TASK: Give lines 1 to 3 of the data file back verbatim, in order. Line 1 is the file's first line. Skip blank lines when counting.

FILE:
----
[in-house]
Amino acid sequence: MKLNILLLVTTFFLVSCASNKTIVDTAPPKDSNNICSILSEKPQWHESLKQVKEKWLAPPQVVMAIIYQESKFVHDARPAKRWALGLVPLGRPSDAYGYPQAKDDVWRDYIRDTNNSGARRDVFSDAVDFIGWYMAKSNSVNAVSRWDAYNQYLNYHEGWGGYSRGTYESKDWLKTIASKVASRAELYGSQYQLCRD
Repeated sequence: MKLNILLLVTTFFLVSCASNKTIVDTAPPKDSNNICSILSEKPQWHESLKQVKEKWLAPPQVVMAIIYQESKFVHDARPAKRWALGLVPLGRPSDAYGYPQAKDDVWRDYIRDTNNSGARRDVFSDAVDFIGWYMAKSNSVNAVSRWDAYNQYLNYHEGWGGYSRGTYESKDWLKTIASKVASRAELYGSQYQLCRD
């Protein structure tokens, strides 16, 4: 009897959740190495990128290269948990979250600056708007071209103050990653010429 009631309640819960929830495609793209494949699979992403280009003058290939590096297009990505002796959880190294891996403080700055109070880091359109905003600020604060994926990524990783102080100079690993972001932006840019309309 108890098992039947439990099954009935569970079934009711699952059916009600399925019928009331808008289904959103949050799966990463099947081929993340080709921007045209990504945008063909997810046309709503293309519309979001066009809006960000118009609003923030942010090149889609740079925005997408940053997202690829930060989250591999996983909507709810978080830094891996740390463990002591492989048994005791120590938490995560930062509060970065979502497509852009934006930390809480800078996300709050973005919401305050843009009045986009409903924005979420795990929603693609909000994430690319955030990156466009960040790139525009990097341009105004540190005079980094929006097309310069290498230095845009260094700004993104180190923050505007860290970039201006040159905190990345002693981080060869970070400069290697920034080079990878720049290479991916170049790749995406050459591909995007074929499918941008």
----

[in-house]
Amino acid sequence: MKLNILLLVTTFFLVSCASNKTIVDTAPPKDSNNICSILSEKPQWHESLKQVKEKWLAPPQVVMAIIYQESKFVHDARPAKRWALGLVPLGRPSDAYGYPQAKDDVWRDYIRDTNNSGARRDVFSDAVDFIGWYMAKSNSVNAVSRWDAYNQYLNYHEGWGGYSRGTYESKDWLKTIASKVASRAELYGSQYQLCRD
Repeated sequence: MKLNILLLVTTFFLVSCASNKTIVDTAPPKDSNNICSILSEKPQWHESLKQVKEKWLAPPQVVMAIIYQESKFVHDARPAKRWALGLVPLGRPSDAYGYPQAKDDVWRDYIRDTNNSGARRDVFSDAVDFIGWYMAKSNSVNAVSRWDAYNQYLNYHEGWGGYSRGTYESKDWLKTIASKVASRAELYGSQYQLCRD